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As Dorothy said, there’s no place like home. That old adage really rings true with me. My home isn’t just my castle; it’s that place I can sit back and relax, drop all my worries and defenses (and my pants). Crossing my threshold or windowsill uninvited, though, is asking for trouble. Even the occasional faux pas – my buddy next door popping his head in to say, “Hi” – sends my adrenalin pump into wide open throttle. This week’s DGU reports are chock full of homeowner horror — folks giving it to the bad guys, one round at a time . . .

More than half of last week’s DGU articles were of the home invasion variety. It takes a real piece of work to decide that someone else’s stuff should be his stuff. Billy Jack Thomason of Alderson, Oklahoma isn’t exactlyu known for his humanitarian tendencies, having served time for child abuse and cruelty to animals. He’s now warming a bench at the local lockup, following a brief visit to St. John’s. I wonder if he gets to keep the bullet they dug out of his chest?

A Lawrenceville, Georgia thug won’t have to worry about jail time, but his family will be rounding up pallbearers. Bobby Smith, Jr. was just twenty-one when his invasion plans were cut short. And another youngster is hanging on to his not-so-dear life after getting his due. Stephen Lebrew, 22, was honing his home invasion skills when the homeowner caught him in the act, aerating him twice.

Another Atlanta-area homeowner put two rounds in his uninvited guest, this time using the intruder’s own gun. The unidentified victim puts his faith in a higher power, figuring that no criminal is dumb enough to lay down his gat without a bit of prodding from Above:

In an attempt to get the money from the homeowner’s pants, the robber placed his gun on the ground.

The homeowner said, “I swear, from that moment God said, ‘It’s not your time. Here’s the gun.’ We kind of tussled for it, and he leaned forward and I pulled the trigger.”

It can be tough trying to sort through the week’s stories because so many of the headlines tend to sound the same. Yep, another one in Garden Grove, this time at a residence. Connecticut makes the list again this week with a would-be robber being chased off by an armed store owner. A second DGU shooting in Queens left me scratching my head, until I learned that the home invasion suspect was shot by his own gun during a scuffle with the unarmed homeowner.

With all the home invading going on, home carry never looked more attractive. Just sayin’.

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  1. I do home carry. There’ve been a number of home invasions in my area with a 62 yo woman being shot in one. No body gets my stuff for free.

  2. I always carry, even at home. When I was a kid my Dad was shot in a robbery that left him 100% disabled. My Dad was a WW2 Vet and fought with his attackers, he was shot in the abdomen with a 32 caliber bullet that also struck his spine (Easter Sunday 1963) at work. The fire department kept his job open but he was never able to return to work. I remember when the police came to the door and told us he had been shot. The Doctor’s told us if he lived he would never walk. It was a long process for him to return home. He recovered enough that he was mobile. He lived the rest of his life with many medical problems. When he returned home he bought a S&W 37 and he carried it everywhere. He slept with it, never moved around in the house or out of the house without it. He passed 21 years ago and I have his model 37 in my gun safe. That incident and my military service profoundly affected my attitudes on gun ownership. Without your gun your just another sheep – LTC David Grossman.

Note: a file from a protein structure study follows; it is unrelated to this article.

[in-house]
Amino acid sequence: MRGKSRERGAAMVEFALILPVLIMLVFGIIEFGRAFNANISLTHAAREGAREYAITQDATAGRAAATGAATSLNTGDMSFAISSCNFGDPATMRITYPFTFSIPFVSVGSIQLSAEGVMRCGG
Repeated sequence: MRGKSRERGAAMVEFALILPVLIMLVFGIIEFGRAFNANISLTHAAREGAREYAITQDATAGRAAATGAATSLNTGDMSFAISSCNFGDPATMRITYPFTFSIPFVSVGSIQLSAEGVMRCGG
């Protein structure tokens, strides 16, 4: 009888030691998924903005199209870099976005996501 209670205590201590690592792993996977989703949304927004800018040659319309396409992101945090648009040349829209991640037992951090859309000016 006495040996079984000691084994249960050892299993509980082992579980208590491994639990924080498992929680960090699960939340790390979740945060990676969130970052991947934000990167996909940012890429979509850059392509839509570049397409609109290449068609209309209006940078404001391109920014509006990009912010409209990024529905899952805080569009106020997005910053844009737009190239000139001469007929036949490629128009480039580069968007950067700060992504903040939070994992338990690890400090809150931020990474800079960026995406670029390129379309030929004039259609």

3. You would need 10 a week to reach my guess of 500 a year. You can’t even do that.

    I know, I know the brandishing ones don’t make the news. So maybe you can get to 500.

    Did I ever mention this other “proof” I came up with. TTAG has how many daily readers? I forget the number , but it’s a lot. Over the last year, how many first-hand DGU stories have we heard from them? I don’t know that number either, but I can’t remember a single one.

    Now, do you suppose these guys are defending their homes and families with personal action and not sharing it? I don’t.

    You see where I’m going with this, right? DGUs are rare. They’re fewer than gun accidents, which you guys love to disparage as rarer than hens’ teeth. Compared to gun misuse, the real legitimate DGUs are about 1 to 100 or 200.

    • Wrong. Your jack-ass buddies in the media are loathe the present any cases of legitimate DGU. Your selective blindness isn’t the evidence you think it is.

    • Mike, I normally don’t waste my time with you anymore, but I will call out anyone who uses misleading statistics.

      You would need 10 a week to reach my guess of 500 a year. You can’t even do that.